A few weeks ago, I was having drinks with an ex-colleague who told me a story about my previous boss. This supervisor, “Tina,” had recently gone off during a work party, condemning the many sexual abusers coming to light. She brought up her daughters and how it infuriated her that they had to watch out for those who might harass or demean them.
Beer to my lips, I smiled and shook my head with disbelief. Because this woman, loudly espousing equality and respect for women, had bullied me to the point where I’d quit my job.
Years before I had come to the company with hope and optimism, accepting a title jump even though the company had offered me less than my last job. Still, I had bonded with my interviewers and the work would be more creative, so I negotiated as much as I could and accepted.
This woman, loudly espousing equality and respect for women, had bullied me to the point where I’d quit my job.
But even initially, things were weird. One of my two managers, who was supposed to be training me, was a late-thirties man who would spend hours talking to me in my office about his personal life. At first this was okay—I was flattered that he valued my opinion—but then he revealed that he was telling his wife and then his therapist things that I’d said. He also argued with me multiple times that women had enjoyed a passive form of power throughout humanity by controlling the family. He ragged me about giving our boss “trouble” by negotiating my salary. And finally, he said it had been “cute” when I’d talked to him about a personal project at an after-work happy hour.
Annoyed and disturbed, I managed to get some distance, but was relieved when he was promoted to a different part of the company. I now worked below a woman named Elaine, though, after a senior-level employee left, a manager was hired in her place.
Initially, my new manager Tina was warm and friendly, and our whole team was excited to work with her. During the first week of her job, we all went to a conference and I found myself telling her about my personal work in a taxi to the airport, without the fear that she would later bring it up in a sexist and condescending way. We also bonded over feminism. Tina had three daughters and made it clear she was raising them to stand up for themselves. There were some odd parts—like her somewhat inappropriate gossiping about other employees—but for the most part, she treated us well and gave us the time and space to keep running our projects.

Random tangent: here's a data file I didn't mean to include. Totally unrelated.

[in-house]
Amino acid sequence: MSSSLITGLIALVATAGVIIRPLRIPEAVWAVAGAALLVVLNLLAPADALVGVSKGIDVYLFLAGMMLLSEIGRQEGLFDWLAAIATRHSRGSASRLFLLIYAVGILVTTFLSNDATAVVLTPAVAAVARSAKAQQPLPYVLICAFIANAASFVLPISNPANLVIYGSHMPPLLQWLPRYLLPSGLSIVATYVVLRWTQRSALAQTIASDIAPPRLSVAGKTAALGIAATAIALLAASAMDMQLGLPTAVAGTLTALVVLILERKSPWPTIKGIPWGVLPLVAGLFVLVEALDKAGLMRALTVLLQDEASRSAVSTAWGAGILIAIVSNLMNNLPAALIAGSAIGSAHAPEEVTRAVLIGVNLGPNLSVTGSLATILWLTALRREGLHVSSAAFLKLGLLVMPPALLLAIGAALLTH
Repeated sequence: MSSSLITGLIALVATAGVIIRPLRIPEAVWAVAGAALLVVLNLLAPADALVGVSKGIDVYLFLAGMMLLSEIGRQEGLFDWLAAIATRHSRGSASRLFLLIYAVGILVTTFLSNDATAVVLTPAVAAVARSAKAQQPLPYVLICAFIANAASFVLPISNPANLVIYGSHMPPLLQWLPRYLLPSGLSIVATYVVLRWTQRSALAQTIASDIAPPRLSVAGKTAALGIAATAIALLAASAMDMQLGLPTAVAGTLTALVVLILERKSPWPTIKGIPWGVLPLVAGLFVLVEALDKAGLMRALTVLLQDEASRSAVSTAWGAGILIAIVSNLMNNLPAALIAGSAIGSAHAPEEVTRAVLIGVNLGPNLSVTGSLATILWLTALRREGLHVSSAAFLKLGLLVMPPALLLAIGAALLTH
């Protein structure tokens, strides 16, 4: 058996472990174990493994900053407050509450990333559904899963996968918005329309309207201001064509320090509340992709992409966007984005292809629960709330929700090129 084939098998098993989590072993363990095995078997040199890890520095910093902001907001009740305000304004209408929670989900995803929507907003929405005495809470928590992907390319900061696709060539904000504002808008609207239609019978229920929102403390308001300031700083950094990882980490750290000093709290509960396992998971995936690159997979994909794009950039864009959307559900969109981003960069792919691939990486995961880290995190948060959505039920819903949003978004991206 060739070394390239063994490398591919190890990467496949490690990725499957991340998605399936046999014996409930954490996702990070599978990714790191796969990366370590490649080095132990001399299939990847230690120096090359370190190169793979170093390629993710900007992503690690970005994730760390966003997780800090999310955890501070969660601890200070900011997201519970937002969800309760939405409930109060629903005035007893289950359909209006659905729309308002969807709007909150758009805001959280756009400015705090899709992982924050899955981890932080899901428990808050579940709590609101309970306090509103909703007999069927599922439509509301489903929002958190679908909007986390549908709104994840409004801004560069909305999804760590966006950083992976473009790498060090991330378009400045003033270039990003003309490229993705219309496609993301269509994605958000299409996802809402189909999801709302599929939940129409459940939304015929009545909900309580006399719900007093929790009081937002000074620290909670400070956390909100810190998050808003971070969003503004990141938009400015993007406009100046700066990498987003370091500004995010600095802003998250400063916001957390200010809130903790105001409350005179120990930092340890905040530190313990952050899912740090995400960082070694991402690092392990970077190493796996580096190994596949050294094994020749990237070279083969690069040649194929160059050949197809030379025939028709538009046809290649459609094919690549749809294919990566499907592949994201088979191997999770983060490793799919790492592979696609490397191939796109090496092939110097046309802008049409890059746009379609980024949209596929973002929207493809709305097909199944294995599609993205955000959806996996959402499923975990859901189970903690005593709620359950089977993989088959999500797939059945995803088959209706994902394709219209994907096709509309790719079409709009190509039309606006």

It was about six months in when Tina showed her true colors. She first went after a female colleague of mine, suddenly critical of her work and tearing it to shreds. My colleague was upset, but she was also dealing with some personal issues, and worried that maybe they actually were affecting her work.
It was about six months in when Tina showed her true colors.
And then Tina came after me. Right before a big meeting, Tina complained about my materials that she had already approved. Tina’s boss, Elaine, was unhappy about some of the elements, and Tina was seemingly blaming them on me. I was surprised, but managed to get through the meeting. Afterwards, Tina called me into her office and told me she knew I’d tried to pin the blame on her. It seemed like a manipulative tactic, and I got first upset and then furious. I tried to talk to Elaine, since she was my former manager and knew my work ethic. I assumed she wouldn’t want this to continue. But to my surprise, Elaine pulled Tina into the room, and they both proceeded to reprimand me and my work.